(IT) IBM Develops New Phase-Change Memory Chips

Information Technology (IT) major, International Business Machines Corp. (IBM) recently announced that their scientists have succeeded in developing chips powered by a relatively new memory technology known as phase-change memory (PCM).

The new chips can reliably store multiple data bits per cell over extended periods of time. Till date, only single bit-per-cell PCM exhibits the desired reliability in data storage over a period of time, whereas no such results on multi-bit PCM have been reported.

IBM said that they have successfully developed the multi-bit chips by doubling the density of a chip and reducing errors when reading data.

The chips can store data 100x faster than existing NAND flash technology. They also have high storage capacities and the power to retain data even when the power supply is cut off.

Unlike flash, these chips are very durable. They can endure at least 10 million write cycles, compared to current enterprise-class flash at 30,000 cycles or consumer-class flash at 3,000 cycles. IBM plans to license the technology and expects the chips to be widely available by 2016.

PCM Technology Details

PCM is not a new technological breakthrough from IBM. PCM has been in use for some time and has most recently been looked upon as a green memory alternative for its ability to rapidly store large amounts of data without consuming much power.

PCM is made of the same material as CD disks and not classic transistors like flash memory. To write data on it, heat is applied to a memory cell. When it cools, the bit re-solidifies into one of two crystalline structures, depending on how fast the cooling takes place. The two different crystalline structures exhibit different levels of resistance to electrical current. These differing levels of resistance are ultimately read as “1s” or “0s” by the computer.

However, a drift occurs due to resistance changes as the chip’s alloy material shifts phases from the crystalline (low resistance) to the amorphous (high resistance) state, resulting in PCM errors. To overcome the drift issue, IBM scientists have applied an advanced modulation coding technique that is inherently drift-tolerant.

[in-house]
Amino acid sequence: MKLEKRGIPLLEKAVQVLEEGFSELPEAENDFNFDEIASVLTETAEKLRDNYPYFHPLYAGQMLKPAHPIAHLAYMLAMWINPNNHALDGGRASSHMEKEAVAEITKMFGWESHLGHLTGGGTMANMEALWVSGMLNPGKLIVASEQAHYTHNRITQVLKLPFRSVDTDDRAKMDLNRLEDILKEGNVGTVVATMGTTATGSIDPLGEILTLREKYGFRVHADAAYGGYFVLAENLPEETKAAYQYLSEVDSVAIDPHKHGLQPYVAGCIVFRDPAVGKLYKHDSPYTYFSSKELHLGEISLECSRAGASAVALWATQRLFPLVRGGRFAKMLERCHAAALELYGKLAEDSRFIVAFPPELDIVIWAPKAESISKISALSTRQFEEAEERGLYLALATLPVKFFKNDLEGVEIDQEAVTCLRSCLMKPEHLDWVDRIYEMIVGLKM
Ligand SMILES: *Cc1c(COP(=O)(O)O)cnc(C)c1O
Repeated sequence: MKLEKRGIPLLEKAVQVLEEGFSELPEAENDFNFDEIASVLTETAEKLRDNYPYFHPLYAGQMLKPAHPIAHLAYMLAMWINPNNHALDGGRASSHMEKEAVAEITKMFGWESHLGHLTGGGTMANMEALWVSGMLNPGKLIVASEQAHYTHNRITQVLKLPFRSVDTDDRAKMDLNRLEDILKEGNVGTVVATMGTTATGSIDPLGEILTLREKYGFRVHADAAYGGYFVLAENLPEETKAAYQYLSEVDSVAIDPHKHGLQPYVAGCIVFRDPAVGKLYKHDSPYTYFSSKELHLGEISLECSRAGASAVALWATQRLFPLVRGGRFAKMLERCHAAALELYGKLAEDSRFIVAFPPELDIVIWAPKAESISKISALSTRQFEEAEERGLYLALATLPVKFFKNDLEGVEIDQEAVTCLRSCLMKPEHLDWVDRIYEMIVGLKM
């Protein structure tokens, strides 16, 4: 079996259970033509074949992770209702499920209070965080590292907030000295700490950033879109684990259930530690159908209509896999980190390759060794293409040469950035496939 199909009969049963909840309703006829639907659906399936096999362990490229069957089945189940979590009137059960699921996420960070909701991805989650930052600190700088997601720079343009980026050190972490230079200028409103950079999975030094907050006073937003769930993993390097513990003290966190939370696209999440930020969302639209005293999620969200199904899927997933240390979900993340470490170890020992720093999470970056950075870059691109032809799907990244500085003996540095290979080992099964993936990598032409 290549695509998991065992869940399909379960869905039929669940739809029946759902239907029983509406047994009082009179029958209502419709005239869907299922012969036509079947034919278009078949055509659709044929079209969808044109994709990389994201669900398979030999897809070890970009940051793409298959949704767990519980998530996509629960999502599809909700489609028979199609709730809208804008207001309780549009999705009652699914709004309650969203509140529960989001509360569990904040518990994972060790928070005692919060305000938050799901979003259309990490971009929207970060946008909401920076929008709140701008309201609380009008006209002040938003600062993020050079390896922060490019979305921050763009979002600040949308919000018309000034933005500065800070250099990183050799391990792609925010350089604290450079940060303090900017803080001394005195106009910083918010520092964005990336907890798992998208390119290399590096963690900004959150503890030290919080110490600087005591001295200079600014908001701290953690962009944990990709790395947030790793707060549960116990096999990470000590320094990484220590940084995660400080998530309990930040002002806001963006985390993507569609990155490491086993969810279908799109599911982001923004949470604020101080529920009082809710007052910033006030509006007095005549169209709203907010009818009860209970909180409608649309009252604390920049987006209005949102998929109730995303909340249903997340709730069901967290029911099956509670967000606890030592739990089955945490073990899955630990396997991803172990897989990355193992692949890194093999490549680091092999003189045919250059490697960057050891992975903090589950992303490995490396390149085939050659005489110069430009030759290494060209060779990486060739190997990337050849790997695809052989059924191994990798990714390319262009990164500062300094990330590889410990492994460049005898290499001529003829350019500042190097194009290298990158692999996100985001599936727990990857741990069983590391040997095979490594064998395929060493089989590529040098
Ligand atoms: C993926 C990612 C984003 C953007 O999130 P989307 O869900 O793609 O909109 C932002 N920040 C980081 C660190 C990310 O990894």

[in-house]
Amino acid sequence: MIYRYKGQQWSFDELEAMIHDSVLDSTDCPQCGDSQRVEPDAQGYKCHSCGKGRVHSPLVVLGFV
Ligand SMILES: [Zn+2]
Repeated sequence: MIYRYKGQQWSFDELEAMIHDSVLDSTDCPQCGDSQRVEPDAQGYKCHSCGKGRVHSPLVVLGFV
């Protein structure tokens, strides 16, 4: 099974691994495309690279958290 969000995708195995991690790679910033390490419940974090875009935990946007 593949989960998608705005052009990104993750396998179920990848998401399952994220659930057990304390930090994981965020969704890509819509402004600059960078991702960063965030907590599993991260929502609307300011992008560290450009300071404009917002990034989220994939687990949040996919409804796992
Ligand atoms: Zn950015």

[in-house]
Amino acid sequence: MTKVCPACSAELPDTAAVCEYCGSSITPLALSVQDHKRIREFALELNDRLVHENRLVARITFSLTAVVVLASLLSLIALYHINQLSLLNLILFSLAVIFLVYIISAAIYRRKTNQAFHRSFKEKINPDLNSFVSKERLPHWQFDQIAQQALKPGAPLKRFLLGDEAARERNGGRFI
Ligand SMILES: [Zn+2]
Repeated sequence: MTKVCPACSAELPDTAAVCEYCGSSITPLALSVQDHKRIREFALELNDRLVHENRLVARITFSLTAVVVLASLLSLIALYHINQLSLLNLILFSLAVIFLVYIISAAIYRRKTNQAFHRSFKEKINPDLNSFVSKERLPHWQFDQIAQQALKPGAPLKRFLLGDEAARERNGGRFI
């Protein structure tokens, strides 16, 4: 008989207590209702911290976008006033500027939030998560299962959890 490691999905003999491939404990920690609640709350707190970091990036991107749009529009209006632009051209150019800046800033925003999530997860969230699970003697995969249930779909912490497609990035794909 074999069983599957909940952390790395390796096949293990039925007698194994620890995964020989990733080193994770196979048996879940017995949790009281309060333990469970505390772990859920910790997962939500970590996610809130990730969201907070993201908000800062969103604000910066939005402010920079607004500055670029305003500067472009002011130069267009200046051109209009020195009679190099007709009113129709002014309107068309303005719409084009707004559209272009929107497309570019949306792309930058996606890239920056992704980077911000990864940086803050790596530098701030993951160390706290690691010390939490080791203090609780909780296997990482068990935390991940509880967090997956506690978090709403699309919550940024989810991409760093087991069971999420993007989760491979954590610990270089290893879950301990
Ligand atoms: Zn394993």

Using the technique, the IBM scientists were able to mitigate drift and demonstrate long-term retention of bits stored in a sub-array of 200,000 cells of their PCM test chip that was fabricated using 90-nanometer CMOS technology.

Our Take

With the increasing adoption of IT solutions all around the globe, growth in data consumption has been tremendous. This has led to bigger storage facilities and data centers, which consumes a lot of power and space.

According to a survey conducted by Gartner in late 2010, data volume growth was the biggest data center hardware infrastructure challenge for large enterprises, as 47.0% of the respondents ranked data growth among their top three challenges.

With the increasing spending on IT and rapid growth of virtualization and cloud computing, huge data centers have become a necessity in the global IT environment. Worldwide IT spending is expected to total $3.67 trillion in 2011, a 7.1% increase from $3.43 trillion in 2010, according to the latest outlook from Gartner. Spending on public cloud services are expected to grow at a compounded annual growth rate of 19% for the 2010-2015 period.

According to market research firm Infonetics, North American enterprises plan to increase their data center infrastructure spending by an average of 25% in 2011. Cloud technologies will play a major role in this expansion, and are among the top 3 expected data center changes.

We believe the increasing adoption of PCM technology will help in reducing the space and power required to maintain big data centers, thereby driving profitability for companies engaged in cloud computing.

We believe that IBM will boost top-line growth by licensing the technology. We continue to believe that IBM will benefit from its spate of new initiatives like smarter planet, business analytics and optimization, and cloud computing over the long term.

However, IBM continues to face stiff competition from a number of companies, including Hewlett Packard Co. (HPQ), Microsoft Corp. (MSFT), Oracle Corp. (ORCL) and EMC Corp. (EMC).

We remain Neutral over the long term (6-12 months) based on the belief that the company’s shares are fairly valued at current levels. Currently, IBM has a Zacks #2 Rank, which implies a short-term Buy rating.

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